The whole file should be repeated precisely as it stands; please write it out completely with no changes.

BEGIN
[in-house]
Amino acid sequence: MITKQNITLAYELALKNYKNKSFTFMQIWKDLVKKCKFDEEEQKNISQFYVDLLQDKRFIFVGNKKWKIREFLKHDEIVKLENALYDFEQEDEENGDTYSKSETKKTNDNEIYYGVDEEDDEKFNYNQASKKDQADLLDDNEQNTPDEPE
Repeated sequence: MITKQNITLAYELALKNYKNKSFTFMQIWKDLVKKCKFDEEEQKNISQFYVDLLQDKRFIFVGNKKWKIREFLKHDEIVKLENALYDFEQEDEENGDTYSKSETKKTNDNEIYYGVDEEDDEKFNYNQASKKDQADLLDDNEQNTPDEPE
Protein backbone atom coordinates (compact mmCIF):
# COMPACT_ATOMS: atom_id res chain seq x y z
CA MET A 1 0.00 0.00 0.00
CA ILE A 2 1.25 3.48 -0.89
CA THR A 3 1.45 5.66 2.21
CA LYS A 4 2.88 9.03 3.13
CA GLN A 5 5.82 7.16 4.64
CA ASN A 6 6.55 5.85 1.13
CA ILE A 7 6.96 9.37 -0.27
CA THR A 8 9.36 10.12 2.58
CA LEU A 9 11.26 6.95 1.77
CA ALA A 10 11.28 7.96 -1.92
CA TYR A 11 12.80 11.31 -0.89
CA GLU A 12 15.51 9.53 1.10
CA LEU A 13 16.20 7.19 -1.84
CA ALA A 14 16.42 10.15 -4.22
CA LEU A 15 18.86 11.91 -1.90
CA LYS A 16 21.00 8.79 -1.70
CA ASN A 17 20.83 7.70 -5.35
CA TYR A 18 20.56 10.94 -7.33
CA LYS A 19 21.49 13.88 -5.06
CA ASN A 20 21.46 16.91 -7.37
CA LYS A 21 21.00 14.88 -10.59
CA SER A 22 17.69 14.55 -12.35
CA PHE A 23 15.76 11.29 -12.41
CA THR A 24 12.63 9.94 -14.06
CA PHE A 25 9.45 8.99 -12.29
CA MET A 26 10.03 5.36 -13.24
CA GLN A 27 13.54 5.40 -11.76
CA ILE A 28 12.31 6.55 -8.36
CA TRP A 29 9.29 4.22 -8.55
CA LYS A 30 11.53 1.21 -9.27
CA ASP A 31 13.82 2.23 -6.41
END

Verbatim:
[in-house]
Amino acid sequence: MITKQNITLAYELALKNYKNKSFTFMQIWKDLVKKCKFDEEEQKNISQFYVDLLQDKRFIFVGNKKWKIREFLKHDEIVKLENALYDFEQEDEENGDTYSKSETKKTNDNEIYYGVDEEDDEKFNYNQASKKDQADLLDDNEQNTPDEPE
Repeated sequence: MITKQNITLAYELALKNYKNKSFTFMQIWKDLVKKCKFDEEEQKNISQFYVDLLQDKRFIFVGNKKWKIREFLKHDEIVKLENALYDFEQEDEENGDTYSKSETKKTNDNEIYYGVDEEDDEKFNYNQASKKDQADLLDDNEQNTPDEPE
Protein backbone atom coordinates (compact mmCIF):
# COMPACT_ATOMS: atom_id res chain seq x y z
CA MET A 1 0.00 0.00 0.00
CA ILE A 2 1.25 3.48 -0.89
CA THR A 3 1.45 5.66 2.21
CA LYS A 4 2.88 9.03 3.13
CA GLN A 5 5.82 7.16 4.64
CA ASN A 6 6.55 5.85 1.13
CA ILE A 7 6.96 9.37 -0.27
CA THR A 8 9.36 10.12 2.58
CA LEU A 9 11.26 6.95 1.77
CA ALA A 10 11.28 7.96 -1.92
CA TYR A 11 12.80 11.31 -0.89
CA GLU A 12 15.51 9.53 1.10
CA LEU A 13 16.20 7.19 -1.84
CA ALA A 14 16.42 10.15 -4.22
CA LEU A 15 18.86 11.91 -1.90
CA LYS A 16 21.00 8.79 -1.70
CA ASN A 17 20.83 7.70 -5.35
CA TYR A 18 20.56 10.94 -7.33
CA LYS A 19 21.49 13.88 -5.06
CA ASN A 20 21.46 16.91 -7.37
CA LYS A 21 21.00 14.88 -10.59
CA SER A 22 17.69 14.55 -12.35
CA PHE A 23 15.76 11.29 -12.41
CA THR A 24 12.63 9.94 -14.06
CA PHE A 25 9.45 8.99 -12.29
CA MET A 26 10.03 5.36 -13.24
CA GLN A 27 13.54 5.40 -11.76
CA ILE A 28 12.31 6.55 -8.36
CA TRP A 29 9.29 4.22 -8.55
CA LYS A 30 11.53 1.21 -9.27
CA ASP A 31 13.82 2.23 -6.41